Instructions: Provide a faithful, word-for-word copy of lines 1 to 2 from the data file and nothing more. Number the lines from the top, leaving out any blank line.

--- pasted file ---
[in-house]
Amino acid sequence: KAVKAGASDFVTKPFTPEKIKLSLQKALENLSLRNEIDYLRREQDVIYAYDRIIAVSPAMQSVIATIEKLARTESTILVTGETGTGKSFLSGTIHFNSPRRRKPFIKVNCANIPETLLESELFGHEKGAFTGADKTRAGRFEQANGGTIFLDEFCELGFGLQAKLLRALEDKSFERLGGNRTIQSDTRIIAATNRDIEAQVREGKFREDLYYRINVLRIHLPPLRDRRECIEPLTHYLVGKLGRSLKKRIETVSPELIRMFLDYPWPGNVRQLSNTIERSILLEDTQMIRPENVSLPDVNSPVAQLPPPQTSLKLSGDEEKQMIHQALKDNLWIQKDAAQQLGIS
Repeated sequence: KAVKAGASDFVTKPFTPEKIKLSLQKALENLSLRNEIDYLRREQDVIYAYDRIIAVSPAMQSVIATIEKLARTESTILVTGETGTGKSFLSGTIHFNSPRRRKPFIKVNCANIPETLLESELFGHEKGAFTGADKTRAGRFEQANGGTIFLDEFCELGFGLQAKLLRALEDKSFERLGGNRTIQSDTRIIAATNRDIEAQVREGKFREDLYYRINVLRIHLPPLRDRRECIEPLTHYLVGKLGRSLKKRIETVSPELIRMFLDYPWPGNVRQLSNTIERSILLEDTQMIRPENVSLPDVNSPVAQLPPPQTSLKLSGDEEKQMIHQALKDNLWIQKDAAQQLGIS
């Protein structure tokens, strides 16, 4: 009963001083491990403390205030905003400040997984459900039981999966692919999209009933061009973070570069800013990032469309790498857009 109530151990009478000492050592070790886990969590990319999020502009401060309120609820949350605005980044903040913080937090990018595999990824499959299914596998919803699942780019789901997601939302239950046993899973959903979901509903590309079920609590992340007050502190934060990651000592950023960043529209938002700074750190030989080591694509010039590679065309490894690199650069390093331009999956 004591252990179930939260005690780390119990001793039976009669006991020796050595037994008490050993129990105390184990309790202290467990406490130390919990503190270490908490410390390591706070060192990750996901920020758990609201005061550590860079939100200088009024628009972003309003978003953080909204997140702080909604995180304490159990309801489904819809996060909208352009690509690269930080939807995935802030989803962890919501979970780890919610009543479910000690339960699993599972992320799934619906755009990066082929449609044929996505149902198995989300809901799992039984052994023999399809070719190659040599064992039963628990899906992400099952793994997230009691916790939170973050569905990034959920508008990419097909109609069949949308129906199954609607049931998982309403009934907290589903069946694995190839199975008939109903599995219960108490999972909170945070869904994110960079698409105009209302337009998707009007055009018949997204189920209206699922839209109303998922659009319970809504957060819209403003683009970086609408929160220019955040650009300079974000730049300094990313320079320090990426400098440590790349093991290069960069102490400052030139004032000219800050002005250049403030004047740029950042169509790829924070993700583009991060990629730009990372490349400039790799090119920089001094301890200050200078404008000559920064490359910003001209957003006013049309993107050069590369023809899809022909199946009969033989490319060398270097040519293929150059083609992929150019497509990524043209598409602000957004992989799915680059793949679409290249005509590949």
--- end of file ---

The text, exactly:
[in-house]
Amino acid sequence: KAVKAGASDFVTKPFTPEKIKLSLQKALENLSLRNEIDYLRREQDVIYAYDRIIAVSPAMQSVIATIEKLARTESTILVTGETGTGKSFLSGTIHFNSPRRRKPFIKVNCANIPETLLESELFGHEKGAFTGADKTRAGRFEQANGGTIFLDEFCELGFGLQAKLLRALEDKSFERLGGNRTIQSDTRIIAATNRDIEAQVREGKFREDLYYRINVLRIHLPPLRDRRECIEPLTHYLVGKLGRSLKKRIETVSPELIRMFLDYPWPGNVRQLSNTIERSILLEDTQMIRPENVSLPDVNSPVAQLPPPQTSLKLSGDEEKQMIHQALKDNLWIQKDAAQQLGIS